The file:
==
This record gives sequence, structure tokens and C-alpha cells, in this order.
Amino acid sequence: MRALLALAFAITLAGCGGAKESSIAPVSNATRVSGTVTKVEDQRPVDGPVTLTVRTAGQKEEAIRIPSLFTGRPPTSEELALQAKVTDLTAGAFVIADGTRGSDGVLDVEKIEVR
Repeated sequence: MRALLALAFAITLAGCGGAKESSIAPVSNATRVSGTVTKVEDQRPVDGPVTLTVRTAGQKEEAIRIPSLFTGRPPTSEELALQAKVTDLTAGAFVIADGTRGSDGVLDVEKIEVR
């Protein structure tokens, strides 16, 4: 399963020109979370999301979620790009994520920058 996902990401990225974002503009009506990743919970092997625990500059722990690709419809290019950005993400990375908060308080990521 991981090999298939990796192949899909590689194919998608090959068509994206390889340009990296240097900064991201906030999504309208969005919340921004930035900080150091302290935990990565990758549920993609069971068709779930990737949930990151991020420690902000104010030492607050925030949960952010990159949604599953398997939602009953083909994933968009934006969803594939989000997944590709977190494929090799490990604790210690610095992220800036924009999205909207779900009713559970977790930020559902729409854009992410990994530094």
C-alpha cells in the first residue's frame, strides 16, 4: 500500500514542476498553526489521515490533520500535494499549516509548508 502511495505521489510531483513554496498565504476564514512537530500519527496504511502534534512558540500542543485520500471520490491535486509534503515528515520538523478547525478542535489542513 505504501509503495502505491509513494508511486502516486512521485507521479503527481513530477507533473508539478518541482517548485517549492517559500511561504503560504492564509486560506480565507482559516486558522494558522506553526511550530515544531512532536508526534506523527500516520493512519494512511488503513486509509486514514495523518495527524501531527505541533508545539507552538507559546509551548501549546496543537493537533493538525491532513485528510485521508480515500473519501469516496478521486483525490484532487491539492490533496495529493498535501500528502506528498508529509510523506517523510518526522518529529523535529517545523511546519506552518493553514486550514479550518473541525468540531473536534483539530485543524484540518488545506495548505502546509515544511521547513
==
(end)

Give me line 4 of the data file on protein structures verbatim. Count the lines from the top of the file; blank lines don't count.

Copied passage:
């Protein structure tokens, strides 16, 4: 399963020109979370999301979620790009994520920058 996902990401990225974002503009009506990743919970092997625990500059722990690709419809290019950005993400990375908060308080990521 991981090999298939990796192949899909590689194919998608090959068509994206390889340009990296240097900064991201906030999504309208969005919340921004930035900080150091302290935990990565990758549920993609069971068709779930990737949930990151991020420690902000104010030492607050925030949960952010990159949604599953398997939602009953083909994933968009934006969803594939989000997944590709977190494929090799490990604790210690610095992220800036924009999205909207779900009713559970977790930020559902729409854009992410990994530094």